“There used to be carol-singing on the roads in a big way which I don't see now at all; fancy dress competitions where prizes would be given out and treats for all. There would be get-togethers in churches and at homes. As children, we would get together and go to other people's houses to decorate their trees for them and help ourselves with snacks and Christmas goodies laid out. I just don't see those things around anymore, it's different now.”

So, this year, David says he’ll probably just “roast chicken” and “buy a Christmas cake.” Just of late, the Septuagenarian says, he “read in the papers about someone deciding to make a Christmas tree out of booze bottles. It was disheartening because today people have no idea about the sanctity of the Christmas tree. Other than the fun part such as parties and games which were there earlier also, it's essentially a family occasion where there is deep devotion.”

Goan Russell Pinto, born and bred in Colaba, shuttles to and fro Goa today. He studied at St. Xavier's High School and graduated from HR College of Commerce and Economics before plunging into family business.

A 1995 photograph of Colaba’s Russell Pinto dancing with wife Jacinta
Looking back with nostalgia, he says, "Why, we didn't even have cameras those days…except for the reel ones. But I still remember celebrating Christmas as a child, so vividly. Today, sadly, it's just not the same as it was before."

So, Colaba’s Russell got married in 1995 to Mazgaon’s Jacinta and the couple had three children: Keegan, Klien and Sancia. Even today, he recalls the times when, as a child, he’d celebrate Christmas at his Colaba house with parents Urban and Severine Pinto. 

"Most older Christian members have either passed or moved out of Colaba. The Christmas celebrations in the lane were, sadly, bound to change," he says. What bothers Russell the most is the absence of the ‘Star’ in the lane that he had grown up with and is keen to revive the tradition in some way or the other.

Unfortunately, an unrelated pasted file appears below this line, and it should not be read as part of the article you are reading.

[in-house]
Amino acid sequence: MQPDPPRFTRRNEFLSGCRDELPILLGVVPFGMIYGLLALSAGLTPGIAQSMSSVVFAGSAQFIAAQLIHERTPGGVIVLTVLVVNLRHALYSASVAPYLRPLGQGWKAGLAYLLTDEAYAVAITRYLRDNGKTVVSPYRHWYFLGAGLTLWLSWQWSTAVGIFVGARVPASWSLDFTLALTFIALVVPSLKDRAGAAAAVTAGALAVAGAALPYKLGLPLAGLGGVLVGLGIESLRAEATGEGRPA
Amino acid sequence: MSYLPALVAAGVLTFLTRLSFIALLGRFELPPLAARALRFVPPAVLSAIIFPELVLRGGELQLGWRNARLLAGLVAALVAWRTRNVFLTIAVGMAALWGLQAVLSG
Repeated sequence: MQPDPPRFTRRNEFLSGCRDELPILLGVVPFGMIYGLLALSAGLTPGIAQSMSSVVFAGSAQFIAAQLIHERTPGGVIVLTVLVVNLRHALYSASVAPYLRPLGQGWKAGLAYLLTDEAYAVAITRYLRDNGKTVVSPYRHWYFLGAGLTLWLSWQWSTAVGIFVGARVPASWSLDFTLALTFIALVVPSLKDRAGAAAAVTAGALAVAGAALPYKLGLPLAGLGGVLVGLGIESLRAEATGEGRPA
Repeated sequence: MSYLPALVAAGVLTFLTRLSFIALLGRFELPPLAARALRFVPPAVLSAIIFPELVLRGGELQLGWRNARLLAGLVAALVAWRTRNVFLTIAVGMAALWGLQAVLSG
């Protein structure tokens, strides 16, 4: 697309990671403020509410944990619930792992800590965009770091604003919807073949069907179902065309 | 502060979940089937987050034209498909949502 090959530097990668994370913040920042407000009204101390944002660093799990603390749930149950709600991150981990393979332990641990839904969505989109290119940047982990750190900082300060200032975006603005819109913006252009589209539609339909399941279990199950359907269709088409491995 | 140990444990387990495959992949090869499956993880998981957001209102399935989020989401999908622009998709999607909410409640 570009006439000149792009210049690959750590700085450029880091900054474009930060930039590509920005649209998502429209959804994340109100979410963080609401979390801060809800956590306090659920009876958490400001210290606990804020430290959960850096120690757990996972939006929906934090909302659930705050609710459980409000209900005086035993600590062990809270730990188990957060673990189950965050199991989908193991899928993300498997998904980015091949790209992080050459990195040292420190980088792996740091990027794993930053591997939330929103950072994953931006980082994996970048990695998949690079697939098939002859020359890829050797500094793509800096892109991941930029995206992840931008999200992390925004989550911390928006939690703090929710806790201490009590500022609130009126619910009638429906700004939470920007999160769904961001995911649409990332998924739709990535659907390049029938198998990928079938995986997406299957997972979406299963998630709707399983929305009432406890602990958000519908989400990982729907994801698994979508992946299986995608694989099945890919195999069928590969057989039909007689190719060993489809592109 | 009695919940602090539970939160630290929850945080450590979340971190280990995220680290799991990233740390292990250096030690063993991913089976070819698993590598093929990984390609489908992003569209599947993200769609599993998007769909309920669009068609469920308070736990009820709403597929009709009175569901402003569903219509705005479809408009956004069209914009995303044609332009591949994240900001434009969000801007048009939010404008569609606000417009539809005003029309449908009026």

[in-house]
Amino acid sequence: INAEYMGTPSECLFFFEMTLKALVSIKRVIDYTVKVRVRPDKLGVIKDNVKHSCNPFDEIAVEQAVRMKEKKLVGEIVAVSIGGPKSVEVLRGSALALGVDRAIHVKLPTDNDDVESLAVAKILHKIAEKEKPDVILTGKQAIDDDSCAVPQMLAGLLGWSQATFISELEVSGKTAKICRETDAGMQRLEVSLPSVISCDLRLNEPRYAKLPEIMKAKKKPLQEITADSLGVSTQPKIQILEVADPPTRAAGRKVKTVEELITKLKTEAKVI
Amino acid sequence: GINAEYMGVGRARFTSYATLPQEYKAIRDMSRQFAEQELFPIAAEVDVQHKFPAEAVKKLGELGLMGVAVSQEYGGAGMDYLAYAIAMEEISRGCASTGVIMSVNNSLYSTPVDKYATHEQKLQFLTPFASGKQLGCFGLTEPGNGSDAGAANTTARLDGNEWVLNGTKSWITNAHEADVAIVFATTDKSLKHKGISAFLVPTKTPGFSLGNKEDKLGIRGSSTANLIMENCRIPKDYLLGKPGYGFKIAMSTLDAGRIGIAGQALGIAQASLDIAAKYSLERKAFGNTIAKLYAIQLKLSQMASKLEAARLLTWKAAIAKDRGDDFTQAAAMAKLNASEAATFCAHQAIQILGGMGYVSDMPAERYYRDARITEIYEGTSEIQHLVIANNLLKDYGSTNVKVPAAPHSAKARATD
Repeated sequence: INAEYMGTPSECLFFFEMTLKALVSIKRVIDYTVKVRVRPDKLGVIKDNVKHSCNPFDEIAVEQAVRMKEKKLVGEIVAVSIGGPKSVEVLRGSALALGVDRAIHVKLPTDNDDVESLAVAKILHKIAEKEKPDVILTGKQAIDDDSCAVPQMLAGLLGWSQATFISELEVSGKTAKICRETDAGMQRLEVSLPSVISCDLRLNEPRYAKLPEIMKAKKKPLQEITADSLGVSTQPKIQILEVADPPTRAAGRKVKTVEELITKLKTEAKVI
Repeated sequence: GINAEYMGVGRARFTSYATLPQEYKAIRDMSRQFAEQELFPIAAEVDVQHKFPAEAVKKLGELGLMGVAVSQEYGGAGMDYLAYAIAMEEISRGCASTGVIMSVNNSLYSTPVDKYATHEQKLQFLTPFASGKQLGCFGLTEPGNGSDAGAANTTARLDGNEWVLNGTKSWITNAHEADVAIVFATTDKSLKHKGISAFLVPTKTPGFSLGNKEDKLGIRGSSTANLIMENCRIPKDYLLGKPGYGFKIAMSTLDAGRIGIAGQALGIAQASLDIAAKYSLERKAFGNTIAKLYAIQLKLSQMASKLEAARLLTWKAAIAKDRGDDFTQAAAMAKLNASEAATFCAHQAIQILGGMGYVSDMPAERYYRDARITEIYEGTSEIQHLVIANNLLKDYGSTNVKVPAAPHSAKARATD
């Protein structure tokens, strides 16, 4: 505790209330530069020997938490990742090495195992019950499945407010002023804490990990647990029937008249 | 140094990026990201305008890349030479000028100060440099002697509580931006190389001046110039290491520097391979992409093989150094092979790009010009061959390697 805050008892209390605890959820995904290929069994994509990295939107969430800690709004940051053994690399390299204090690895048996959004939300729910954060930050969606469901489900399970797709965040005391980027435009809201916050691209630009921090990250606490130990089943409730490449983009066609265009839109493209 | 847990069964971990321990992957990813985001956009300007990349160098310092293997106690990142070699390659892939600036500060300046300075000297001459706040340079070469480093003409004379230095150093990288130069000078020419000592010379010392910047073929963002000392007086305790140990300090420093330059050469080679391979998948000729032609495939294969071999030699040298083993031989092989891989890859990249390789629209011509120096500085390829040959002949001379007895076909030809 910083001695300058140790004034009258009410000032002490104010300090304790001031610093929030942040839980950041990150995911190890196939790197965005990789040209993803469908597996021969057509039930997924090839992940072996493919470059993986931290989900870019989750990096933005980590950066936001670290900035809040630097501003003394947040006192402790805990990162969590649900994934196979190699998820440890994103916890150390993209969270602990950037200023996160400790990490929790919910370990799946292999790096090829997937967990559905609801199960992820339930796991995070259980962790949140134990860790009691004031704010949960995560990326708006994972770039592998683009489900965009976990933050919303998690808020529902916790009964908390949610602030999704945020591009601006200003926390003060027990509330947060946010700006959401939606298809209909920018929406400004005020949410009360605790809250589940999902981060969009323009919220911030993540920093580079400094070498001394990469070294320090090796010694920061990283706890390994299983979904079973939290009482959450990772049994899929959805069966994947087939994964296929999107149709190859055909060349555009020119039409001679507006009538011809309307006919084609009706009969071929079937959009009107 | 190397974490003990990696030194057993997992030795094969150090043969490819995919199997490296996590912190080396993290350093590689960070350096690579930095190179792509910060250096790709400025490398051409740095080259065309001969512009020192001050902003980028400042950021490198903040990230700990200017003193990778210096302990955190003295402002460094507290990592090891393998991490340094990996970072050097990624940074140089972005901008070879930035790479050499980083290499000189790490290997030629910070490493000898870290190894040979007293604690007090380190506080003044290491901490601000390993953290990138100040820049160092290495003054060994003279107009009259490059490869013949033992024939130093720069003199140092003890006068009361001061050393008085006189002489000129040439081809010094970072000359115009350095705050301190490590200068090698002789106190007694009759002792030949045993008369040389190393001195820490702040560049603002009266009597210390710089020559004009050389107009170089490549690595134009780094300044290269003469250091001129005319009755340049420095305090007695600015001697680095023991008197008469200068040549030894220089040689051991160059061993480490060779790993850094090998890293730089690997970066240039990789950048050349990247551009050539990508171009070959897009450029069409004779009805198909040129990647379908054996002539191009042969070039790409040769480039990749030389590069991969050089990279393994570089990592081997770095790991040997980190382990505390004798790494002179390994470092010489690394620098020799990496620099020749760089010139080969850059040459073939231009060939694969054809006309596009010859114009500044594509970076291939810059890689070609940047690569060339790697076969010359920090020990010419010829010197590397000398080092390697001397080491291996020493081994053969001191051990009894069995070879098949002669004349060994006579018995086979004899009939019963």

Santacruz-resident Adolf D'Silva is as much a Colaba person as anyone born here. "Since 1993, I've been running my father John Baptiste Silva's shop, Automotive Centre, in Colaba, established back in 1950." Having spent almost thirty years in the zone, he has witnessed the Christmas revelry in Colaba.

Automotive Centre owner Adolf D’Silva with wife Zita and daughters Rachael and Ashley at home in Santacruz
"I distinctly remember how, in those days, right from the beginning of December, all the shops would be lit day and night. At night, when I would shut my shop to go home, I could see establishments lit up all the way till Mantralaya. Now, the lighting is gone, and the fervour toned down drastically over the years."

Attributing the change to the changing demographics of Colaba, Adolf says, "Many Catholic families have either migrated out of India or moved to the suburbs ahead of Andheri.”

This feature is part of the #ChangingColoursOfColaba series initiated by The Draft